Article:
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    I believe augmentin alone doesn't cover your atypicals. You can use it as a combo though (source: IDSA guidelines).
    So, what's wrong with augmentin as a combo? Just curious, as the guidelines actually have it listed as a preferred agent (though a lot of hosps use ceftriaxone).
  21. Lisochka

    Lisochka Senior Member

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    That is awesome! Thank you!


    I had a hard time differentiating between Metoprolol succinate and tartrate.
    Here what helps me: ER sucs (Metoprolol Extended release is succinate)
  22. Lisochka

    Lisochka Senior Member

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    Love it!
    I am studying for NAPLEX too!
  23. rxlea

    rxlea Unicorn in training Moderator Emeritus

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    Right but she's acting like you can never give it to elderly.
  24. PharmDstudent

    PharmDstudent

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    As a combo would probably be decent (not great) but not as monotherapy. We're at the point where the max max dose is preferred, Augmentin 2g BID - not good! What's the point in using a washed up drug in an 82 year old with ILD? He was given a dose that was too low as well, Augmentin 875 BID. Poor grandpa! Good thing we got it changed to Levaquin. :D
  25. bacillus1

    bacillus1

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    Well, to be fair, the person who posted wrote "add levaquin", not use it alone.
  26. PharmDstudent

    PharmDstudent

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    No. Read:
    If you go to the recommendations, IDS as you suggested, it doesn't mention adding anything to respiratory fluoroquinolones or Augmentin, only beta lactams plus a macrolide.

    Edit: And unfortunately, the NP still under dosed his Levaquin at 500mg. :scared:
  27. joetrisman

    joetrisman

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    Interestingly, the azithro article out this month said there was no statistically significant difference in mortality from cardiovascular or otherwise between levo and azithro. Either way your QTc be on the up and up :cool:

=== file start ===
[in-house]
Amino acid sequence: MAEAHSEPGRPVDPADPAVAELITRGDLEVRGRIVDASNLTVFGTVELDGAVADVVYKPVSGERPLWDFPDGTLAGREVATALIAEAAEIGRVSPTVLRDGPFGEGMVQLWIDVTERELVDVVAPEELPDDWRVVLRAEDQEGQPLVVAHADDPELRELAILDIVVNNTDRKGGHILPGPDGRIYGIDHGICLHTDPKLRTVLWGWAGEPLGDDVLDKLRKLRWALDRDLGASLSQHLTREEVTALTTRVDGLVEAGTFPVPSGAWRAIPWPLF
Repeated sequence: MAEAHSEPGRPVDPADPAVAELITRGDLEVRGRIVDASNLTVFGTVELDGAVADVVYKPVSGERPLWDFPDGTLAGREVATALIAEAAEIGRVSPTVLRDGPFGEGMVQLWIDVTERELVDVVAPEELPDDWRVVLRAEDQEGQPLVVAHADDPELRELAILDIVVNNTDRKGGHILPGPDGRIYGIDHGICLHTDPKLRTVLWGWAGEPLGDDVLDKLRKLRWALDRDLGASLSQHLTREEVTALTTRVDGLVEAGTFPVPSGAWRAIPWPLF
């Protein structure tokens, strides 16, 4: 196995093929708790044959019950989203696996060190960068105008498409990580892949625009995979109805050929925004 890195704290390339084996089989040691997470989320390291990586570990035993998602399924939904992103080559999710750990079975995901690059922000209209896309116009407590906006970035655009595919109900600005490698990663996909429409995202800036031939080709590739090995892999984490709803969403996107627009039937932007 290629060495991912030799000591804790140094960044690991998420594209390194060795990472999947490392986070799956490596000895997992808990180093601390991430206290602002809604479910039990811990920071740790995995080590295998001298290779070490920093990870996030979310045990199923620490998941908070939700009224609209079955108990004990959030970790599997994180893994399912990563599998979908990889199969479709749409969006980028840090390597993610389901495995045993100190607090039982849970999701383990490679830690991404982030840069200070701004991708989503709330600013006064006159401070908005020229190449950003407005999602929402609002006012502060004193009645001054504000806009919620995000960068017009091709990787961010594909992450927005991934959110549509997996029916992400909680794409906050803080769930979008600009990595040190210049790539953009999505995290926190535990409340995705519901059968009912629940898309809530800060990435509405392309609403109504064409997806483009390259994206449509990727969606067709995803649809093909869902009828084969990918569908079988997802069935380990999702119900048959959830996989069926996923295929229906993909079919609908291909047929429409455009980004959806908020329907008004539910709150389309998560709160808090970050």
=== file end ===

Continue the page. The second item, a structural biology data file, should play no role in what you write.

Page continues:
28. bacillus1

    bacillus1

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    It says "If You're old Diabetic (Age & Diabetes are risk factors so if you have any additional risks)
    and you just can't win
    Add Levo or Moxi (Add Levoflox or Moxiflox to Macro or Doxy)
    Or Augmentin"

    Also, per guidelines for comorbidities:
    "A b-lactam plus a macrolide (strong recommendation;
    level I evidence) (High-dose amoxicillin [e.g.,
    1 g 3 times daily] or amoxicillin-clavulanate [2 g 2
    times daily] is preferred; alternatives include ceftriaxone,
    cefpodoxime, and cefuroxime [500 mg 2
    times daily]; doxycycline [level II evidence] is an
    alternative to the macrolide.)"

    I do agree, however, that that's a really high dose of Augmentin. Better to use ceftriaxone.

    If I posted anything wrong in this thread, don't feel like talking about it anymore, as the issue has been discussed as much as needed.
    Last edited: 05.24.12
  29. Ackj

    Ackj

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    If I did I would be posting. Think it was on an old computer or something.
  30. Ackj

    Ackj

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    Yeah, I think the confusion was that the "or augmentin" is on a different line. "add levo, moxi, or augmentin" is reasonable considering the first part was macrolide. That's actually something that I've got confused on for several different treatment protocols: we need parenthesis for the ANDs and ORs.